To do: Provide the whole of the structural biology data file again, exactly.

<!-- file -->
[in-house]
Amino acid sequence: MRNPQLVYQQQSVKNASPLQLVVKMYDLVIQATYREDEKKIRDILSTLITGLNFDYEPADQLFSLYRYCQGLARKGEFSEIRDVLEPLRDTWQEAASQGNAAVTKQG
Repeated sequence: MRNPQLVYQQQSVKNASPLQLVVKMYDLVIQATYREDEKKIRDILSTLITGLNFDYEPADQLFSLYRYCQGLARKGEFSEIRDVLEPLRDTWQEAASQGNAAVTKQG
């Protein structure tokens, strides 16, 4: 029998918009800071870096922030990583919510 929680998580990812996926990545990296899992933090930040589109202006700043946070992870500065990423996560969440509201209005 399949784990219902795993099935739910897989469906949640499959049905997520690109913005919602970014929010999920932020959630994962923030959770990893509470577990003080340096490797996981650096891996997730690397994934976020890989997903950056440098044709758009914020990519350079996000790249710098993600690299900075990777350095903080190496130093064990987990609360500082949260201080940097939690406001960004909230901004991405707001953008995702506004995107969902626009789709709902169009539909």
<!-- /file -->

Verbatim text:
[in-house]
Amino acid sequence: MRNPQLVYQQQSVKNASPLQLVVKMYDLVIQATYREDEKKIRDILSTLITGLNFDYEPADQLFSLYRYCQGLARKGEFSEIRDVLEPLRDTWQEAASQGNAAVTKQG
Repeated sequence: MRNPQLVYQQQSVKNASPLQLVVKMYDLVIQATYREDEKKIRDILSTLITGLNFDYEPADQLFSLYRYCQGLARKGEFSEIRDVLEPLRDTWQEAASQGNAAVTKQG
């Protein structure tokens, strides 16, 4: 029998918009800071870096922030990583919510 929680998580990812996926990545990296899992933090930040589109202006700043946070992870500065990423996560969440509201209005 399949784990219902795993099935739910897989469906949640499959049905997520690109913005919602970014929010999920932020959630994962923030959770990893509470577990003080340096490797996981650096891996997730690397994934976020890989997903950056440098044709758009914020990519350079996000790249710098993600690299900075990777350095903080190496130093064990987990609360500082949260201080940097939690406001960004909230901004991405707001953008995702506004995107969902626009789709709902169009539909």